LifeStory Therapy™
Shonnie Brown, MFT

What is LifeStory Therapy™ and How is it Used?

LifeStory Therapy™ is autobiographical writing under the guidance of a professional therapist and writer. Increasingly, memoir writing is used therapeutically for spiritual and emotional healing. For some, it is easier to write than to talk. For others, it feels too shameful to speak. Often it is scary to feel the pain of opening too much. My own introduction to memoir writing developed spontaneously out of a need to heal the overwhelming loss of my family's summer home--a loss so profoundly deep that my grief only surfaced in dreams. Because I recognized that my loss was deeply buried, I began writing the story of our home, opening with a dream:

    In the dream I am crying. Endless sobs, greater than any I've ever known. My heart hurts beyond repair. I am watching the flames turn our home to dark embers. Even though my mother has already sold the property, the family is continuing to come up secretly to the burnt cabin when the new owners aren't there. I'm afraid we're going to be caught. And, sure enough, they drive up, catching us by surprise. I run away, down the path, into the lake. I dive into the safe, familiar waters and feel at peace.

    These dreams have continued for 15 years, and they've made me realize that in my heart and mind no one else could ever "own" our beloved lakeside property. Fate is requiring me to accept the unacceptable.
Once I began writing about my summer home, I kept on writing. Perhaps I was afraid that my wonderful childhood memories had burned up in the fire as well. And then I continued with many other stories from my childhood. I needed to write about the good memories and the painful ones--to view them all from an adult perspective. During the time I was writing about my school years, a big high school reunion loomed. And as I began connecting with the friends of my childhood, I felt an increasing need to explore in the memoirs feelings that were once again brimming to the surface:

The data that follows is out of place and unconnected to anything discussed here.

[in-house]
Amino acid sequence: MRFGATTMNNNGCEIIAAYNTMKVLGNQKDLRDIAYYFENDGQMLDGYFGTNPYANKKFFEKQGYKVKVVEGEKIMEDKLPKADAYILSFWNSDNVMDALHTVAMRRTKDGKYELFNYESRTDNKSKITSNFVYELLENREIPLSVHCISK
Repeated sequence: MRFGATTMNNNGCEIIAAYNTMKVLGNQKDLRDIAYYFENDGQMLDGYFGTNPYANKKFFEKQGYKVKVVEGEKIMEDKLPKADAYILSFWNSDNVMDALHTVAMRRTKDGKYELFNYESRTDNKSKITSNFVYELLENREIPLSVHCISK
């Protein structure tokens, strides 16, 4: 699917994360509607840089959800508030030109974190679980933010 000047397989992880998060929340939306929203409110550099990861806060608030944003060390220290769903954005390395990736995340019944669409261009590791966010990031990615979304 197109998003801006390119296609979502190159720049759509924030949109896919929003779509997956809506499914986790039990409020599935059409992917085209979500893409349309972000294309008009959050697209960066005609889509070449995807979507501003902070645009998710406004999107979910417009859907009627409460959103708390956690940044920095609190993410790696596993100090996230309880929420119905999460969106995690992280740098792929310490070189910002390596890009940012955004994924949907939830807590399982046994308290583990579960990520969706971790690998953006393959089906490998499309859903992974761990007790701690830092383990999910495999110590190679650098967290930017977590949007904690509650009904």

Fueled by a desire to identify everyone, I bring out the elementary class photos. I begin with the first grade picture. And I go into a reverie....

    I'm peeking through the door at a group of playful first graders running around the brand new classroom at Tamalpais Valley Elementary School. I am terrified. Even my new green lunch box and plaid cotton dress are not enough to still my fears of being unacceptable... I don't fit with the others. Certainly no one will like me and I don't know what to do here.

    I like the structured activities of school... I love the feel and especially the smell of my new blue Dick and Jane reader, my box of crayons and four sticks of untouched colored modeling clay. I love having a space for my own things that others can't mess up. I enjoy reading aloud in the reading circle. I can do arithmetic problems on the chalkboard. But recess, and the other kids... Now, that's really scary to me.
Treating my own shyness with compassionate acceptance truly helped me to celebrate my reunion with the children I once feared. Writing my memoirs has become a way of identifying and claiming myself. It was important to know the fear as well as the love. And to find that so often they were one and the same.

What Happens in a LifeStory Therapy™ Group:

LifeStory Therapy™ groups are a safe container for people to focus on their written and verbal life stories. A place for others to bare witness. And a place to do the therapeutic work which arises out of the writing. In a LifeStory Therapy™ Group we will set individual writing goals, talk about our hindrances to writing, do exercises to break through writing blocks and share whatever we feel like sharing. As a guide, I will teach writing skills as well as facilitate personal therapeutic work.

Individual goals may be the following:
  • breaking through impediments to writing from one's authentic self
  • accessing deep feelings and memories through writing
  • developing interest in the exploration and meaning of life events through memoir
  • accessing trauma and pain which has felt too hurtful or scary to talk about
  • developing compassionate acceptance for oneself in one's wholeness
For further information about joining a LifeStory Therapy™ Group, please call me at (707) 526-4353 or e-mail at


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